What we believe about God’s nature shapes not only how we relate to him, but how we understand our own identity as his people. This is perhaps why the depiction of God being angry and even wrathful in the Old Testament Prophets is confusing to those trying to reconcile his anger with what Scripture teaches us about his compassionate, loving nature. What many fail to see is the picture that the Old Testament Prophets paint of a God so passionately in love that he is hurt and angry when those he loves reject him. If God were apathetic towards his people and their rejection of Him and his ways, then he could not truly be seen as a God of love. Yet even in his anger God’s desire is always to reconcile his people to himself. God’s nature is not anger; his nature is love that is so strong it is sometimes provoked to anger.
An inability to reconcile God’s love with his anger arises out of misconceptions due to flawed comparisons. Greek philosophy taught that a perfect being could not become hurt or angry with his creation. In the first century, Philo, a Jewish philosopher applied this Stoic understanding to Yahweh God. This same misconception was perpetuated by C.H. Dodd in the twentieth century who explained God’s anger and wrath not as emotions but as metaphors for the consequences of sin. Dodd and others like him picture a God devoid of dignity who, in the name of love, allows his creation to disregard his holiness and sin against him and each other. This kind of teaching also clearly dismisses Scripture which describes God as having numerous emotional responses including what we may think are negative emotions such as anger and wrath. God clearly describes himself as an intensely emotional being who of his own will makes himself vulnerable to the actions and attitudes of his people. In the Old Testament God refers to himself as jealous for the faithful love of his people using the Hebrew word qana. Qana describes not only an emotional state, but an emotion which registers physically as the face turning red. This clearly is not a God who is apathetic or who casually overlooks the rebellion of his people.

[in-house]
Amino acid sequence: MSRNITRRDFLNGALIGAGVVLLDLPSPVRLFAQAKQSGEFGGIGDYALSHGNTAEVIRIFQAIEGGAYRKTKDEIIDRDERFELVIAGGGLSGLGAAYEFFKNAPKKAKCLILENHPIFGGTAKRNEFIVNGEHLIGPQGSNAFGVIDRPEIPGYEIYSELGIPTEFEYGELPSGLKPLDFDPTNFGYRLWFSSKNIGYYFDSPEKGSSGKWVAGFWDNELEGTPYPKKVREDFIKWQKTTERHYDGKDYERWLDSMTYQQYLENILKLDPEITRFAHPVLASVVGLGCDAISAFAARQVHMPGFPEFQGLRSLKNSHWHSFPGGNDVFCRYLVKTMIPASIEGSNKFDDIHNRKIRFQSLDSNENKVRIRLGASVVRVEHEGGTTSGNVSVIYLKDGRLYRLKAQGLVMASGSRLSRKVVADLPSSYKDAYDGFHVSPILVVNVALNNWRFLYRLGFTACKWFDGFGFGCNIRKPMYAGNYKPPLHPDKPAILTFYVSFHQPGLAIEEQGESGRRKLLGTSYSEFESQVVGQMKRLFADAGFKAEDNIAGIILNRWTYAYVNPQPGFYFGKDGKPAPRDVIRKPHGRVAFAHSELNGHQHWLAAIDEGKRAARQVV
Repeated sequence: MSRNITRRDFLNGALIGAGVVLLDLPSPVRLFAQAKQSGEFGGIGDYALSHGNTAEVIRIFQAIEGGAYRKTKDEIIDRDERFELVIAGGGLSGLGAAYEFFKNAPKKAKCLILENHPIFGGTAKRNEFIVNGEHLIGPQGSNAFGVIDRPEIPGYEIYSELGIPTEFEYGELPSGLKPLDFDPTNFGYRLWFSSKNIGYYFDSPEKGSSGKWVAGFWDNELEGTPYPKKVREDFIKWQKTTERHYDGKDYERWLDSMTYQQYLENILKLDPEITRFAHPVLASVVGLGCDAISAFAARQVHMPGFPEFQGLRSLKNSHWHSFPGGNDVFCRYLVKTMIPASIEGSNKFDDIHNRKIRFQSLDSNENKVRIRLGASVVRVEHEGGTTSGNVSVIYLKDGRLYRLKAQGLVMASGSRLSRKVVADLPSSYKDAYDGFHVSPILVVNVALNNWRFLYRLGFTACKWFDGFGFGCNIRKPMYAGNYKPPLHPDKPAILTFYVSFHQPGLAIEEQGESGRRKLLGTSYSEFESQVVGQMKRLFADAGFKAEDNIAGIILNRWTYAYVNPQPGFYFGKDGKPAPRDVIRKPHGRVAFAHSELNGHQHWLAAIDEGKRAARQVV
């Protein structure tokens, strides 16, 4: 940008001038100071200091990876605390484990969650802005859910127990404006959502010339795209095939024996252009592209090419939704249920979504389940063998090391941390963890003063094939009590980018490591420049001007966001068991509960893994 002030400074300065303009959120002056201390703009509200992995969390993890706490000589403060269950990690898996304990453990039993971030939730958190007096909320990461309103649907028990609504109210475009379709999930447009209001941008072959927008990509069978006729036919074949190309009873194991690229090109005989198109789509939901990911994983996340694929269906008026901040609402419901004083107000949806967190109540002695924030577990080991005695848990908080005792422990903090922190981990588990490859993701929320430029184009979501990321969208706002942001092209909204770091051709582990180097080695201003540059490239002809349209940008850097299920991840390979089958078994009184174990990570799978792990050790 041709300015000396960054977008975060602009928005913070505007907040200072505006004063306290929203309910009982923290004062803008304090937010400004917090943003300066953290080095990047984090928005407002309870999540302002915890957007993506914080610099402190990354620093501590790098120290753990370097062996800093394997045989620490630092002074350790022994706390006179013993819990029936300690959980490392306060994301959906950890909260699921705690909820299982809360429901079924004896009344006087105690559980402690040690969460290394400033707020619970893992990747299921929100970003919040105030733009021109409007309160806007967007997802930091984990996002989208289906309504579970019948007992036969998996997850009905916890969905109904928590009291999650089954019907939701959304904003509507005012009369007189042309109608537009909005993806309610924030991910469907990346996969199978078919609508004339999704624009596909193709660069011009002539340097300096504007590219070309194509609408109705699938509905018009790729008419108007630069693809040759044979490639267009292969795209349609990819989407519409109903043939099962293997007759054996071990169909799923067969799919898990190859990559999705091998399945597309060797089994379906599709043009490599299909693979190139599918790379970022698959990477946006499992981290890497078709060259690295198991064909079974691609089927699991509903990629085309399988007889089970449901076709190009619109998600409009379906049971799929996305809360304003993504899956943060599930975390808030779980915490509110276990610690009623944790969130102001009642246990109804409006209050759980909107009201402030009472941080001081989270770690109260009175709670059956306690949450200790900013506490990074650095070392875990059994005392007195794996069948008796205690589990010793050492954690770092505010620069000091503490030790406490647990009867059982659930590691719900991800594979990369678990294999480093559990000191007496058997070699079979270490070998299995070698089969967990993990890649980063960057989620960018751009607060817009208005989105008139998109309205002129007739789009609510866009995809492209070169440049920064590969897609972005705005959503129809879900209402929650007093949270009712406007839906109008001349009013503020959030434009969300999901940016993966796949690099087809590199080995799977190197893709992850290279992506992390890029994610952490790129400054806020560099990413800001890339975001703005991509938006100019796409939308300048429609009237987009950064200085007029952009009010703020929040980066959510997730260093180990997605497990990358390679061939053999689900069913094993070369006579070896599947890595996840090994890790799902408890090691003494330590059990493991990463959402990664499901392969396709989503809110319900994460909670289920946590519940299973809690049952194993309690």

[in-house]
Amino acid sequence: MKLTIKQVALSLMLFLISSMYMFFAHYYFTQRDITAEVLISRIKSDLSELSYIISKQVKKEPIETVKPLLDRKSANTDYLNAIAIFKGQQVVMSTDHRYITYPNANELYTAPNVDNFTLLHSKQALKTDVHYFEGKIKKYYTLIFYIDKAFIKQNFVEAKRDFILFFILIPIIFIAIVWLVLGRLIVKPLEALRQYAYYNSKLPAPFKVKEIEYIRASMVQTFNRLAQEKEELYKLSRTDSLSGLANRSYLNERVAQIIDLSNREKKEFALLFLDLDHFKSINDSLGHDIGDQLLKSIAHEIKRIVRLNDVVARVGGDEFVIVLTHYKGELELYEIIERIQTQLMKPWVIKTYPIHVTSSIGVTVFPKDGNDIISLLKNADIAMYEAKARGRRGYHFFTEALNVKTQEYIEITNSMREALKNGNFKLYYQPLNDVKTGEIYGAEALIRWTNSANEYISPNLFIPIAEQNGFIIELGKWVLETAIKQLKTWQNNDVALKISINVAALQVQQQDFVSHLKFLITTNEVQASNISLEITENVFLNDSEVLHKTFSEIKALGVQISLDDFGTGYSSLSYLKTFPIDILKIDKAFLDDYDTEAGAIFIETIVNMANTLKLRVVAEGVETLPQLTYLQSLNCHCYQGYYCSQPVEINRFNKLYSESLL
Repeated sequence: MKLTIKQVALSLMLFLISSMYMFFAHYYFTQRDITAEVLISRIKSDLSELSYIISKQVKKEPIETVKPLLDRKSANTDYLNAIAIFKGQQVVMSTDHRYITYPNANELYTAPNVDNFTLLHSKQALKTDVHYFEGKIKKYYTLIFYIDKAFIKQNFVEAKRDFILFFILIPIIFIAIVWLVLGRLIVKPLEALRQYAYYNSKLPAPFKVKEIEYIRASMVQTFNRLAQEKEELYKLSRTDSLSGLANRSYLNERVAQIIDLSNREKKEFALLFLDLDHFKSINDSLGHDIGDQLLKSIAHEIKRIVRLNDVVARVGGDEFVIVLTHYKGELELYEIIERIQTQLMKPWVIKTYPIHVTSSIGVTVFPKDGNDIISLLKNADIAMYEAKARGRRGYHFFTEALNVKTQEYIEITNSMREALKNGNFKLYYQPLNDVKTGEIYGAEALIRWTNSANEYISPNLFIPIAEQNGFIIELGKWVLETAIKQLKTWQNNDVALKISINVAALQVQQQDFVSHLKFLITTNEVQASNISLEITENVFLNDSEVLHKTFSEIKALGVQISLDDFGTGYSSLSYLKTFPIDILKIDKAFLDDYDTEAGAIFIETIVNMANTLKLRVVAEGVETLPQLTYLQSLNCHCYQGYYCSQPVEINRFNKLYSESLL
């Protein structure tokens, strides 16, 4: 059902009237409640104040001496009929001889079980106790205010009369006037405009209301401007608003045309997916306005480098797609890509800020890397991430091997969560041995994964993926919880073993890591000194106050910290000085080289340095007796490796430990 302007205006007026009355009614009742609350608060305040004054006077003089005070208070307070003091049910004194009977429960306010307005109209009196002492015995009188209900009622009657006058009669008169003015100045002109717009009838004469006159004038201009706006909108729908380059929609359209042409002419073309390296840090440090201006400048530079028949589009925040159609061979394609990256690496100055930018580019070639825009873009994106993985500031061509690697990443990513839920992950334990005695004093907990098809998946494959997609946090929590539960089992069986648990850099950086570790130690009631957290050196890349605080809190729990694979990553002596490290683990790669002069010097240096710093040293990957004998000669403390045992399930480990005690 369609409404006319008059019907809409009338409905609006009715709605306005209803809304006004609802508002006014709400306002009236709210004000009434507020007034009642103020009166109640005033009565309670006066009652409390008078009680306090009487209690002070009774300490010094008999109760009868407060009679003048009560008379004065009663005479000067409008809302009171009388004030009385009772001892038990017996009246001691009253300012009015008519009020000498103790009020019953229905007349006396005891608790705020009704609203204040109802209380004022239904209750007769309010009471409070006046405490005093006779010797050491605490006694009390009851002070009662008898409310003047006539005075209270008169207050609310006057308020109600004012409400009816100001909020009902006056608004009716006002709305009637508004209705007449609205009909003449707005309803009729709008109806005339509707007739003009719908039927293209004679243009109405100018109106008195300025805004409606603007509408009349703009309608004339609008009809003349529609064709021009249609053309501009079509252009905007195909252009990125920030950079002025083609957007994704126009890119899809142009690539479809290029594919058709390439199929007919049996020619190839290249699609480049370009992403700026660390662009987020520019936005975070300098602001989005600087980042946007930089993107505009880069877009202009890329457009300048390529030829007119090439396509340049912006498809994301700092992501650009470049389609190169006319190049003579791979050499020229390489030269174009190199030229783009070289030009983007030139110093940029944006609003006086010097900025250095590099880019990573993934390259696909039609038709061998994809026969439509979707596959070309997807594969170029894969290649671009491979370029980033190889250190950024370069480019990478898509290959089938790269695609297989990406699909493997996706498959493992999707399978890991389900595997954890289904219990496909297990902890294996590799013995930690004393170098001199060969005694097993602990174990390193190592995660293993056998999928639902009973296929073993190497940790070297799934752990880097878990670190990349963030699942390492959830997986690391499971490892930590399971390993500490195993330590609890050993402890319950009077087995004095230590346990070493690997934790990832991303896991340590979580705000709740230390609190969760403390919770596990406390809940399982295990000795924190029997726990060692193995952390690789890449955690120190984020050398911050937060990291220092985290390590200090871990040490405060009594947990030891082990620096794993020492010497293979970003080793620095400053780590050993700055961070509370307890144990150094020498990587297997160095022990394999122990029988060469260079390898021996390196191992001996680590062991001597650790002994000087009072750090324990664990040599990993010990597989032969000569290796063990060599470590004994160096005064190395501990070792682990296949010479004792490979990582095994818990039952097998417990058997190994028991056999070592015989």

In modern times misconceptions can arise when a perspective is colored through personal experiences of anger. Human anger is usually retaliation against those who have caused hurt and results in a loss of self-control. However, in Scripture God’s anger is never a result of his loss of self-control, nor is he motivated by vindictiveness. Rather, God’s anger is initiated by his justice and responds to sin with the correct judgment
In order to have the correct perspective on the anger and judgment of God, it is important to see the big picture. First we must understand that “God is love” (I John 4:8) and every action that he takes is rooted in his love nature. Whether he is showing compassion or punishing the wicked; both actions are motivated by love, not anger, hatred or vindictiveness. Secondly, that God can be provoked to anger means that he is not apathetic to injustices perpetrated on his creation. Neither is his judgment eternal, but someday he will completely cleanse the earth of wickedness and establish his Kingdom on the earth where he will rule as the “Wonderful Counselor, Mighty God, Everlasting Father, Prince of Peace. Of the increase of his government and of peace there will be no end… with justice and with righteousness from this time forth and forevermore. The zeal of the Lord of hosts will do this” (Isaiah 9:6-7).